This is my tennis blog, Lefty Advantage. Tennis is my biggest passion in life and I started this site to discuss the great game. I mainly follow the career of Roger Federer, but I truly love watching all tennis, whether it be the final of a Grand Slam
or a junior tournament on the other side of the world.

I have played tennis for 13 years. If you ever met me, I could talk your head off about all things tennis for hours on end if you would let me. Welcome, and enjoy the writing!

Saturday, June 30, 2012

Federer Escapes Benneteau in Thriller

Only a day after Rafael Nadal was beaten in shocking fashion by Lukas Rosol, Roger Federer survived a scare of his own, fighting back from two sets down to overcome Julien Benneteau to advance to the 4th round.

From the beginning, it was clear that Roger was feeling the nerves and the pressure of the moment - Nadal had just been eliminated less than 24 hours later, and while that would bring Fed some relief, in the end, it did not.  Add that to the roof being on to start and Benneteau playing some inspired tennis, and Roger quickly got into trouble.

After dropping the first set 6-4, Roger broke early in the 2nd, only to get broken back.  They held serve until the tiebreak, and just before that at 4-5, Roger had 3 set points but could not convert on one, with some sensational play by the Frenchman.  Roger lost his serve on the first point of the breaker and from there it was all downhill as he lost it seven points to three.

Right from the start of the 3rd set, the tide turned.  Roger got an early break, and Benneteau slipped on the grass while approaching the net, which seemed to stun him.  The Fed took the set 6-2 rather easily, but there was still more hard work to be done.

The 4th set may very well go down as the one of the greatest mental performances Roger has ever put forth.  He was serving from behind the entire set, and was down 15-30 at 5-6 - two points away from ending that remarkable 32 straight quarterfinal streak.  Roger fought to a tiebreak where he got a mini-break at 3-2, only to give it right back.  He also gained a mini-break at 5-4 when, you guessed it, he gave it right back.  He had a set point at 6-5 on Benneteau's serve but could not convert, and they headed to the changeover at 6-6.  Benneteau sailed a backhand long, and Roger had a set point, but this time on his own serve.  He stepped around and crushed a fearhand down the line to which Julien could not reply, and Federer let out a huge roar to his box and ran to his chair.  (That is the first time I have ever seen Roger do that in my life.)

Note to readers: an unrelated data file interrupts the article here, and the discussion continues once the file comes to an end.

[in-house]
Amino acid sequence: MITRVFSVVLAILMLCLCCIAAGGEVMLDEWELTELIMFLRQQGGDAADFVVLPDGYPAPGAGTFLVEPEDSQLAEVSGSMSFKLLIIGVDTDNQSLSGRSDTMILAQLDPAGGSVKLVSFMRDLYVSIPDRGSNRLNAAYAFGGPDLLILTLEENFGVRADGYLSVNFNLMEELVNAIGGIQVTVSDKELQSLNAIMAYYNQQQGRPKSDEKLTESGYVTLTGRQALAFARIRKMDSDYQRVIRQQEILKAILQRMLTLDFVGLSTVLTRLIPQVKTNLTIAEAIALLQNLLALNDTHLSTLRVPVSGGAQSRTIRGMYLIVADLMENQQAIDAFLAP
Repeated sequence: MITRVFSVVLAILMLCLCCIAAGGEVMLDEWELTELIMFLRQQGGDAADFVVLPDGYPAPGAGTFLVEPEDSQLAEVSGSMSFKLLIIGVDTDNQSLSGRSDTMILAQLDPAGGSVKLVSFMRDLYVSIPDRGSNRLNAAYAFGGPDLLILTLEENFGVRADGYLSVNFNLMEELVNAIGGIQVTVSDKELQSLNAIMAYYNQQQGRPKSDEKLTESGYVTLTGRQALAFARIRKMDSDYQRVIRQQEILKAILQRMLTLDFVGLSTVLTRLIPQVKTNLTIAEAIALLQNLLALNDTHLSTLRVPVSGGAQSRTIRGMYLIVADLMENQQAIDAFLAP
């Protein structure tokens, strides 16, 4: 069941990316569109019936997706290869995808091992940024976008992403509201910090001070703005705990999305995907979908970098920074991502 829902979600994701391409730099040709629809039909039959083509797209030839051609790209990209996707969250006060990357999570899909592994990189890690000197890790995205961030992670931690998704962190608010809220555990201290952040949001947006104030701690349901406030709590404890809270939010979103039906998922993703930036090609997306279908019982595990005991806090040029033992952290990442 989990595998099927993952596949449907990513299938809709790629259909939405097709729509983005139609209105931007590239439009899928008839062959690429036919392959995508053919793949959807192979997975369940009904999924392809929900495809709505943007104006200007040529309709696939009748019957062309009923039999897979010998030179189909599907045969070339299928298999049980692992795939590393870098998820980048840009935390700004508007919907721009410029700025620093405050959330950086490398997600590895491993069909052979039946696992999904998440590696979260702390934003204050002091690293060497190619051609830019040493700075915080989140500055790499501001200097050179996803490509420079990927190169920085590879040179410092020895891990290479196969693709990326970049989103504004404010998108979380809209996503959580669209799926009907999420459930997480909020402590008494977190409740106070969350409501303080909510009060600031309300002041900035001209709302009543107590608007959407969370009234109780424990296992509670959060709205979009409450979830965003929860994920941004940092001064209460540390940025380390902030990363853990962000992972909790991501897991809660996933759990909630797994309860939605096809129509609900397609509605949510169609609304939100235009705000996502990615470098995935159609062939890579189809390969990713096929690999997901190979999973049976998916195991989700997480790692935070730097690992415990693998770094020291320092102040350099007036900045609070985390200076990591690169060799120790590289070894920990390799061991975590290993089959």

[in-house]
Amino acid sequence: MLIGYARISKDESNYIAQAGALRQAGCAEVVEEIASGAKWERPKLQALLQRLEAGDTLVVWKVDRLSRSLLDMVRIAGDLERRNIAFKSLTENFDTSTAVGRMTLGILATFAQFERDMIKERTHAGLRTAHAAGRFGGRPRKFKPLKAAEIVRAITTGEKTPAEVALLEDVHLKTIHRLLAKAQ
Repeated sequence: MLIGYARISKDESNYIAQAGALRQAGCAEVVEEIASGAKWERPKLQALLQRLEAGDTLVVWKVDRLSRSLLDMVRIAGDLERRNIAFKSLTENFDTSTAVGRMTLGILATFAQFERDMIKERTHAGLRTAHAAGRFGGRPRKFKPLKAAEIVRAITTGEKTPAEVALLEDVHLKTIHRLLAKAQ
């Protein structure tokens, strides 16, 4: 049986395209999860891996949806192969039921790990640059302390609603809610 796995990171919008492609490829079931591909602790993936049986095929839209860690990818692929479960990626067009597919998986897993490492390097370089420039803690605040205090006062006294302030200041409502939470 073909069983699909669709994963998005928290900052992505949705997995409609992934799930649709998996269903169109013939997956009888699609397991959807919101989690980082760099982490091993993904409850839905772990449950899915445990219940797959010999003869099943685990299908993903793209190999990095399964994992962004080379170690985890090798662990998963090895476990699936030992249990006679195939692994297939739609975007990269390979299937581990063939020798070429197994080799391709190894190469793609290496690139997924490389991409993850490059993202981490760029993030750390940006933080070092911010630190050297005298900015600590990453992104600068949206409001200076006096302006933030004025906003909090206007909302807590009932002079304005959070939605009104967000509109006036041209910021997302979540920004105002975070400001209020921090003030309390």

Will you EVER see Roger more pumped?

In the 5th, Roger got the break right away at 2-1 with a scintillating (love that word!) forehand return winner.  Benneteau started to cramp and had to see the trainer.  He was a little bit slower, and that is all the advantage Roger needed to capitalize.  He consolidated the break to go up 3-1, and from there he did not look back.  He broke again and served out the match in fine fashion to win 46 67(3) 62 76(6) 61 in nearly four hours of spectacular tennis.

Quite simply put, Roger was under immense pressure and he fought like the true champion that he is.  Just think about what he was facing: losing before the quarters for the first time since the French Open in 2004; losing the chance to win the Wimbledon title that he has openly stated he wants more than anything (and with it, the #1 ranking).  To have all that kind of pressure on you and be within two points of losing that one chance 5 TIMES shows what kind of heart he displays.  Roger Federer, without a shadow of a doubt, now more than ever, shows why he is the greatest tennis player ever and why he is a critically underrated fighter.

Full credit must be given to Benneteau, as he played the best match of his life.  In the end however, Roger broke him down physically, which was smart to do as Julien had had very little match play in the past few months compared to other pros with the wrist injury he suffered.  For being 30 years old and suffering numerous injuries he has had lately, what he did was inspirational.

For Roger, he looked very relieved to have gotten through.  He next plays Xavier Malisse of Belgium, a 31 year-old from Roger's generation.  He took out Fernando Verdasco in 5 sets, but like Roger, he will have the weekend to rest.  I see Fed getting back to his dominance in that one (as he usually does after gutsy wins), although I still expect at least one or two very close sets (Xavier is a decent grass player).

All the best, and I am so happy to see Roger still alive in this tournament.  I was screaming and yelling like a complete madman during that fourth set tiebreak, and I am so proud of Roger for fighting through that tremendous challenge with such poise and determination, like only a champion like him can.

#Allez17 #H17TORY ##3down4togo

PS - I am not looking past Malisse, not after this scare.  With Rosol's upset over Rafa, it seems as if other players are gaining belief that they previously did not have.  The rest of the matches for all the top guys could very well prove to be challenges if these underdogs find inspiration to play exceptional tennis for long stretches of time.

No comments:

Post a Comment